A compositional analysis of (A-3) was performed through elemental analysis, ion chromatographic analysis, infrared spectroscopy, and pyrolytic gas chromatography. Its composition is analyzed of 5.6% by weight ethylene, 52.1% by weight fluoro-olefin, 39.2% by weight of vinyl ester type monomer of a straight alkyl chain or a branched or ringed carboxlyic acid having 5 or more carbon atoms, 1.5% by weight of a monomer containing an acid group, and 1.6% by weight of a crosslinking monomer, with a gellation degree of 63% by weight.

Example 4

(synthesis of gelled fluoride resin fine particle dispersion)

With the exception of the substitution of 770 grams of deionized water for 800 grams of deionized water, and the use of 30 grams of hexafluoroisopropanol, synthesis was carried out in the same manner as in Example 1.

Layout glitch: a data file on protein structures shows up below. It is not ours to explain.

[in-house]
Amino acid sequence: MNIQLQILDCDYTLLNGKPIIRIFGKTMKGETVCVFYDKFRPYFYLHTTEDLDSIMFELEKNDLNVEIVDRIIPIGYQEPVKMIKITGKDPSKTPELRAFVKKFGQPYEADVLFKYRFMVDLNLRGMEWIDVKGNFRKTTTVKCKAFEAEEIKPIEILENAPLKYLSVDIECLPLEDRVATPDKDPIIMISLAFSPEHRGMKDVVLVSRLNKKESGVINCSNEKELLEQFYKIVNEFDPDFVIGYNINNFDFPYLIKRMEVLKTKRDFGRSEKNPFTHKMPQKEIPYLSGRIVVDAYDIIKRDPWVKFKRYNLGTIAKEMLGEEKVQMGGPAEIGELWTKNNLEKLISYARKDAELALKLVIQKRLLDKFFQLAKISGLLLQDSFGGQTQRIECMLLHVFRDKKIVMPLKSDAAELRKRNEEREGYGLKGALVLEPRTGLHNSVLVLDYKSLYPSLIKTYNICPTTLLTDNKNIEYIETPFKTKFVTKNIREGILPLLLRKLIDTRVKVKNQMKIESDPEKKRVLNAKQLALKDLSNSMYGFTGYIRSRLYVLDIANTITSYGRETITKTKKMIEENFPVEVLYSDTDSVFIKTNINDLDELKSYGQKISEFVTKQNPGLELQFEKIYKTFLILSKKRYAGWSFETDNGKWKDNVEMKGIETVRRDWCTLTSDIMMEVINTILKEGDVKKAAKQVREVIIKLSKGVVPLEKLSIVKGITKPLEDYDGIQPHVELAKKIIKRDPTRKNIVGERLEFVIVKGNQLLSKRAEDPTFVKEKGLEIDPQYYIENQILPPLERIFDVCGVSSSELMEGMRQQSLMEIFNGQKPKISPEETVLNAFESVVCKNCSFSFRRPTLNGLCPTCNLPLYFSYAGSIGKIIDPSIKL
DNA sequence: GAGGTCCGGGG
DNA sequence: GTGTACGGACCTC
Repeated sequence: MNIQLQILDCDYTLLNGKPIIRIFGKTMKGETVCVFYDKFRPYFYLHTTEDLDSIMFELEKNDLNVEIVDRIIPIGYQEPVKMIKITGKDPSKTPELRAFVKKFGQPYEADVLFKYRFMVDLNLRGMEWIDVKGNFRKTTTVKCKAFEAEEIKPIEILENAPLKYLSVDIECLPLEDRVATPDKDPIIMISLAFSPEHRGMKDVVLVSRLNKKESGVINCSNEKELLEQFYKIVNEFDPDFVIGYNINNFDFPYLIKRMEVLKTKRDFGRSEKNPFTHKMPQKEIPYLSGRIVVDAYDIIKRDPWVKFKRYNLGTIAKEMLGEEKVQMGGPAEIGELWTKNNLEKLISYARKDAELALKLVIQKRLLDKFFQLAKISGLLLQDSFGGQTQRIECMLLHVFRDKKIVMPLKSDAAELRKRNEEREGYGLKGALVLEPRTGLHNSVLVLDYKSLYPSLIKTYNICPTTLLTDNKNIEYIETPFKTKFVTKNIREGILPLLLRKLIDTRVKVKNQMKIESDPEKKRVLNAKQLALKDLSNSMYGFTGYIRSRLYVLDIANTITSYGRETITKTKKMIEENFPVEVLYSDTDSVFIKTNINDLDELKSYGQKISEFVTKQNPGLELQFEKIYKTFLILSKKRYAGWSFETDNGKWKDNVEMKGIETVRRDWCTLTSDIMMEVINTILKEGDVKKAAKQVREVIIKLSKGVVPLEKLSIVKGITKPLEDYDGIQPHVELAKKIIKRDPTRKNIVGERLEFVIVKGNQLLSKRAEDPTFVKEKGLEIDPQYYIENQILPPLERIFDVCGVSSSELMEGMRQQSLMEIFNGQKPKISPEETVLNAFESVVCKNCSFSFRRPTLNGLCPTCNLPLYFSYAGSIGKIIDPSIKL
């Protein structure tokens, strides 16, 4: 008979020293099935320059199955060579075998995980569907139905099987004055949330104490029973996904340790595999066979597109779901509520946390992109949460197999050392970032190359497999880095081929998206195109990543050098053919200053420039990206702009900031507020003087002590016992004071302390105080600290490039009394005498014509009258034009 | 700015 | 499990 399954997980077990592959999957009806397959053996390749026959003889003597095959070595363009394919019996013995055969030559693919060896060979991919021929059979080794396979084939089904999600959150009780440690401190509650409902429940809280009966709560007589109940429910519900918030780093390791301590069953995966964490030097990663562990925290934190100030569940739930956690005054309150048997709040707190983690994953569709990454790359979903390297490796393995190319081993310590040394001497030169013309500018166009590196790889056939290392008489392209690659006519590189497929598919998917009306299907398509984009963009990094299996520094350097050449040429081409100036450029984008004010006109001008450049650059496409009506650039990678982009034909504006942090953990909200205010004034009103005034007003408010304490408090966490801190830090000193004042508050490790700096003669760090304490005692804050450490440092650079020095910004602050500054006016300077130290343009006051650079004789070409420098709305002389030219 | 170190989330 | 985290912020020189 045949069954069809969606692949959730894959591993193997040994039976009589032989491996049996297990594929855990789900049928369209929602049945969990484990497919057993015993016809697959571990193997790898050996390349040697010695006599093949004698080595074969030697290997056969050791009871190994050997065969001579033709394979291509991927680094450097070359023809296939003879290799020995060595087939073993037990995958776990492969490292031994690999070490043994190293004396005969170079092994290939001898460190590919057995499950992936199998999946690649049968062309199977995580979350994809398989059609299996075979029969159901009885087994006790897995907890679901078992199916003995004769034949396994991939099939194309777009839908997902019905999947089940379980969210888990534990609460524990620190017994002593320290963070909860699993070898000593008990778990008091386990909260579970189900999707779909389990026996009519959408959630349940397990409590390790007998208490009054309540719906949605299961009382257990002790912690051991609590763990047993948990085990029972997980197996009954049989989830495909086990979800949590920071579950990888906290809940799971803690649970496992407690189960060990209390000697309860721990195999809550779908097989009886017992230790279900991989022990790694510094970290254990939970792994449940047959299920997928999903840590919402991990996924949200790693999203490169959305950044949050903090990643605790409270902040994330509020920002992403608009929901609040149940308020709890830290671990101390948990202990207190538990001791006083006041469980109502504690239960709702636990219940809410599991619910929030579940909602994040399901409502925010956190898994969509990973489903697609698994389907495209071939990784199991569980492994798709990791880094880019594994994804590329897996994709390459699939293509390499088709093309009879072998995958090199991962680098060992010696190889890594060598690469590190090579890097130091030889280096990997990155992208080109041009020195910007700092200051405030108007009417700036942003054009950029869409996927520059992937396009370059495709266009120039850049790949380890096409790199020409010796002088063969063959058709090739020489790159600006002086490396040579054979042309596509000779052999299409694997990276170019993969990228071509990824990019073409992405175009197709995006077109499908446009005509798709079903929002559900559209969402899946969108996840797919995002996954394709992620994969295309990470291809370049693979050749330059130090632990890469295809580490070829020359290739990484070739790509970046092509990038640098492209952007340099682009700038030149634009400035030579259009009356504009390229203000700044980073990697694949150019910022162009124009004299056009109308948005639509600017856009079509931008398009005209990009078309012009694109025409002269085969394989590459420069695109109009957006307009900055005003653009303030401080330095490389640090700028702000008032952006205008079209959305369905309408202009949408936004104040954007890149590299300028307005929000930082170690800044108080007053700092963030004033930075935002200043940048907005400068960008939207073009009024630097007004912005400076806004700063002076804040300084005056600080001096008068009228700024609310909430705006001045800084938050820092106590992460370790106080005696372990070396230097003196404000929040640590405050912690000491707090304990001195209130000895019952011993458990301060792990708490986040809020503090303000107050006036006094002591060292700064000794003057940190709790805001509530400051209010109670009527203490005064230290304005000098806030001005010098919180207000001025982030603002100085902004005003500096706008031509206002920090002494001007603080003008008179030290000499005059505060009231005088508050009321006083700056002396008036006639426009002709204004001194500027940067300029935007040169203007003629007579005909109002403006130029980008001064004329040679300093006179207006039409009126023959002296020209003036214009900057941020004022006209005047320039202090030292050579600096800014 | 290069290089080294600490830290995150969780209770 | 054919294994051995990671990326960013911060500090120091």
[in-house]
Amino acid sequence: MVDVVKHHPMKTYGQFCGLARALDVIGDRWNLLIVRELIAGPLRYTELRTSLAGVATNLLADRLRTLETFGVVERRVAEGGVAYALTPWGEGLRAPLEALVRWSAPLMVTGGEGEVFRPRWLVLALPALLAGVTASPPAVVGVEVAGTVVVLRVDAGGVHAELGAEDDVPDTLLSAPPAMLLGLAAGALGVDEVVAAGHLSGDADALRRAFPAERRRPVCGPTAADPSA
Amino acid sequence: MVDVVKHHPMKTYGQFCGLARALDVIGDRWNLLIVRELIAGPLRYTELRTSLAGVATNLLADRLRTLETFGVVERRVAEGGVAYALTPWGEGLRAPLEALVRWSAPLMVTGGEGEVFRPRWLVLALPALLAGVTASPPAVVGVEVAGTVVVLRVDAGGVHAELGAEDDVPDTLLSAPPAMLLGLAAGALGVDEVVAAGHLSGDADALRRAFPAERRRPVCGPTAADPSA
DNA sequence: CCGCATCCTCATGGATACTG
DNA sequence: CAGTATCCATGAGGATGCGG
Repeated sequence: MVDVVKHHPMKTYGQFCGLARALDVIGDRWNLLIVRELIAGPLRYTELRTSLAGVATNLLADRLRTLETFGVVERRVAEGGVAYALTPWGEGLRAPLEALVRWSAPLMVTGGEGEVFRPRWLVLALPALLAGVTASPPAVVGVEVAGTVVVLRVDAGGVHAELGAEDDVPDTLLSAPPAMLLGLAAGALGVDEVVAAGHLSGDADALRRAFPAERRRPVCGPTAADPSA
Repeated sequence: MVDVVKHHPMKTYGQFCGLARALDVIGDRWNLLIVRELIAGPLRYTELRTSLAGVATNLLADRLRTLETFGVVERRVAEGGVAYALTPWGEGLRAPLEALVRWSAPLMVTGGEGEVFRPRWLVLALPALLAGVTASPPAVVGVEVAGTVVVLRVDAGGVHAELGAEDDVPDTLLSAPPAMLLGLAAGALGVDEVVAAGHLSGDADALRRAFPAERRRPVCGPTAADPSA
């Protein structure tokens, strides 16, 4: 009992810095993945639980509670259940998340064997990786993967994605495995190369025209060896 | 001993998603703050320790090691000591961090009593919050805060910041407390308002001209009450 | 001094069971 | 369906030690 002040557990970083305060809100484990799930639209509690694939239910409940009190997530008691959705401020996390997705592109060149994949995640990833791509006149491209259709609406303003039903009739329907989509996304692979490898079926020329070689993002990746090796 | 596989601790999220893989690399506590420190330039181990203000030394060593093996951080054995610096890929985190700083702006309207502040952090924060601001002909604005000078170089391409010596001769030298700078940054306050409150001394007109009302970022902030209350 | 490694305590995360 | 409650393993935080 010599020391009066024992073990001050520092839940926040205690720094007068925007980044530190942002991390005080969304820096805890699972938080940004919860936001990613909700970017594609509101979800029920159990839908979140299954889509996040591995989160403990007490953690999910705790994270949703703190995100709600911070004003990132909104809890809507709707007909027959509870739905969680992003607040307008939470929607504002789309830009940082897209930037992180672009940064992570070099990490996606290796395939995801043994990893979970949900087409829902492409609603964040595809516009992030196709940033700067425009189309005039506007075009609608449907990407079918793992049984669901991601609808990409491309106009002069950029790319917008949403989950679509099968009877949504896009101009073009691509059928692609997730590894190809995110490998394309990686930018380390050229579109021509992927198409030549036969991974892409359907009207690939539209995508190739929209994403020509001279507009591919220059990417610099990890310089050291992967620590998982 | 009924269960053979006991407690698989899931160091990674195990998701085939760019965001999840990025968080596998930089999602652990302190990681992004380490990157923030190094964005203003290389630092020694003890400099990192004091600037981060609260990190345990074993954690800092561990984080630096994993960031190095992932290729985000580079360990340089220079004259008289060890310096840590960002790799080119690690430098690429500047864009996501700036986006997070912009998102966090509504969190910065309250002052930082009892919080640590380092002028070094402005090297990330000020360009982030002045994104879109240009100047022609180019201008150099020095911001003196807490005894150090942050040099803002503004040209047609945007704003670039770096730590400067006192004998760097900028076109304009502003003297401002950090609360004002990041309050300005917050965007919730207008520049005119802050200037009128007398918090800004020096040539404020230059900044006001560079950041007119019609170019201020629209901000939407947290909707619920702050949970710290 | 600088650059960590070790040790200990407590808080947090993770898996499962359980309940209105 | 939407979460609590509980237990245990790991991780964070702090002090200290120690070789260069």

In place of the silicon type compound, a mineral oil type defoaming agent (Nopco NDW produced by Sun Nopco Manufacturing) was used when removing the unreacted gas. Hexafluoroisopropanol was also removed. The obtained dispersion was a water reducible, white colored dispersion, the solid content of which was 50%, having a pH of 7.0, a minimum film forming temperature of 48 C., and an average particle diameter of 0.15 microns. This will be referred to as (A-4) hereafter.